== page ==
Hills, Hills, Hills


This is stuck in your head now, am I right?

This is the elevation profile for the half marathon I impulsively signed up for a few weeks ago:

Screen Shot 2015-11-18 at 5.36.02 PM

It’s a little hilly.

Hill running is probably the number one thing I forget about when I’m training for races.  This is due to a number of factors:

  • I started training for my first half marathon when I lived in Philadelphia.  The big races like the Distance Run (RIP) and Philadelphia Half Marathon are pretty flat, so I didn’t really have a need to ever run hills.
  • My usual running routes in Austin are fairly flat.
  • I generally avoid races with lots of hills because I don’t think I’m a good hill runner.  Since I avoid hilly races, I never train on hills and don’t get better.  It’s a vicious cycle.

I have never done well with traditional hill repeats like these.  My knees always feel dreadful afterwards and I end up having to take time off.  This issue even dates back to high school when I was a wee young thing with 20+ less pounds on my body.  I’ve never really figured out if this is an issue with my form or a problem with my actual knees.  And honestly, I’m not very motivated to seek professional advice when I know I can avoid the issue by not running hill repeats.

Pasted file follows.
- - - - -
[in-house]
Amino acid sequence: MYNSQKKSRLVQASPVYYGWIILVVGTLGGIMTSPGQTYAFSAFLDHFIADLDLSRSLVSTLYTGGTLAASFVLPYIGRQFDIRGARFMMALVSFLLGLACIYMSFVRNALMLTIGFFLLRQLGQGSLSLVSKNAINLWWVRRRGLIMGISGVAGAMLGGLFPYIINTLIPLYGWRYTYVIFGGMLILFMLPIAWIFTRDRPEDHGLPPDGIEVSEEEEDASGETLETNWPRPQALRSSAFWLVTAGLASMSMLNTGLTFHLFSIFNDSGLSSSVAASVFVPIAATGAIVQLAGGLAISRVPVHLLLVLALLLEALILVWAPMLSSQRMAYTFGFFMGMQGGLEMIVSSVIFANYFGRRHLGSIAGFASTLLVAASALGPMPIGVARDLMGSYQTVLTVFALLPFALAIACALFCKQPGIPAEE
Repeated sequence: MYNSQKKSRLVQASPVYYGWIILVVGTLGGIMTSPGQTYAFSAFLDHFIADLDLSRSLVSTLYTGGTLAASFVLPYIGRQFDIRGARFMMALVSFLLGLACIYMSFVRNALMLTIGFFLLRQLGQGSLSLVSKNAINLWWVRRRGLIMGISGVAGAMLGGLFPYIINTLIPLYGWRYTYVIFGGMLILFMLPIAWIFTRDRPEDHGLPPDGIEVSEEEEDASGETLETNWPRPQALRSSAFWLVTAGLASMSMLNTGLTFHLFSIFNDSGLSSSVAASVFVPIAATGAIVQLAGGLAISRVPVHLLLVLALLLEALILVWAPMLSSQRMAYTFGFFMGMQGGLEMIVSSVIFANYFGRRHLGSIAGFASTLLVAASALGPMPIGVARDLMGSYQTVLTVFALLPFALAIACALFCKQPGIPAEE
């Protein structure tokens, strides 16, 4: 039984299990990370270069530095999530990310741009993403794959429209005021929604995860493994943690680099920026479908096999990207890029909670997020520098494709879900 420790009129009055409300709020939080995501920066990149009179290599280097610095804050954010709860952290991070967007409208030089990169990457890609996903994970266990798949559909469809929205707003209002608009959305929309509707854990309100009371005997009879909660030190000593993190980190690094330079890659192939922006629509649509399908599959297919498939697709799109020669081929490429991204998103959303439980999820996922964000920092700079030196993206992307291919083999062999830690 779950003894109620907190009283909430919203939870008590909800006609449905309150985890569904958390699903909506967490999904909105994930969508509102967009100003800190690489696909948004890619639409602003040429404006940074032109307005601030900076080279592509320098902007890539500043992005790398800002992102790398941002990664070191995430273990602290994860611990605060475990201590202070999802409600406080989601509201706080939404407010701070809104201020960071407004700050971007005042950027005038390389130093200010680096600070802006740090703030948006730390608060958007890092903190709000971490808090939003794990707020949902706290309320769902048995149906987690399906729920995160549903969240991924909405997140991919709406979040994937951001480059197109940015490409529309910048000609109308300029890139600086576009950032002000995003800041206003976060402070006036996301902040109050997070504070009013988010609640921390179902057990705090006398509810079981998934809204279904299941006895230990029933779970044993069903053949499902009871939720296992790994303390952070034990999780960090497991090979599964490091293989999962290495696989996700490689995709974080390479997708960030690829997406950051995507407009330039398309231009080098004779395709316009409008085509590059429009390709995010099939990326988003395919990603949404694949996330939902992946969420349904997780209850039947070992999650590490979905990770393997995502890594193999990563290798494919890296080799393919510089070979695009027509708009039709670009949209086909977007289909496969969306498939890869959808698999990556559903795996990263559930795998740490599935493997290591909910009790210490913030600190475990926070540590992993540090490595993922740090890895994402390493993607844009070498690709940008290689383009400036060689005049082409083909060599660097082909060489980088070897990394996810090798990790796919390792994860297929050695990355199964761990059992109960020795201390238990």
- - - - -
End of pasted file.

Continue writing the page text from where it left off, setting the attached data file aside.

My knees feel fine if I work hills into my regular runs.  I’ve started working a nearby 4.3 mile loop into my training in anticipation of the Decker hills.  None of them are quite as bad as the mile 8 or mile 10 climbs on the Decker course but it’s definitely a good workout if I try to run hard on the inclines:

Screen Shot 2015-11-18 at 5.55.00 PM

Working hills into my long runs is a little trickier.  My preferred place for long runs is Lady Bird Lake because I don’t have to stop for traffic or carry water.  But that trail’s mostly flat, which makes me a bit nervous if I’m training for a hilly half.  Sadly, it may be time for me to suck it up and do my upcoming 13 and 14 mile runs on the road.

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6 Responses to Hills, Hills, Hills

  1. janerunswild says:

    Good luck!! Hill training is tough but it will pay off during the race. Looking forward to hearing how it goes!


  2. pscapp says:

    I love hills. They don’t always love me back but in a marathon they end up being the gift that keeps on giving.


  3. Brittany says:

    I love hills! It’s an “easy” way to train that will directly result in faster times, especially on flat land. I’m guessing your knee issues are related to how you carry yourself downhill. A quick Google search can point you in the direction of great videos and tips for up and downhill running… Because hills can definitely break you.


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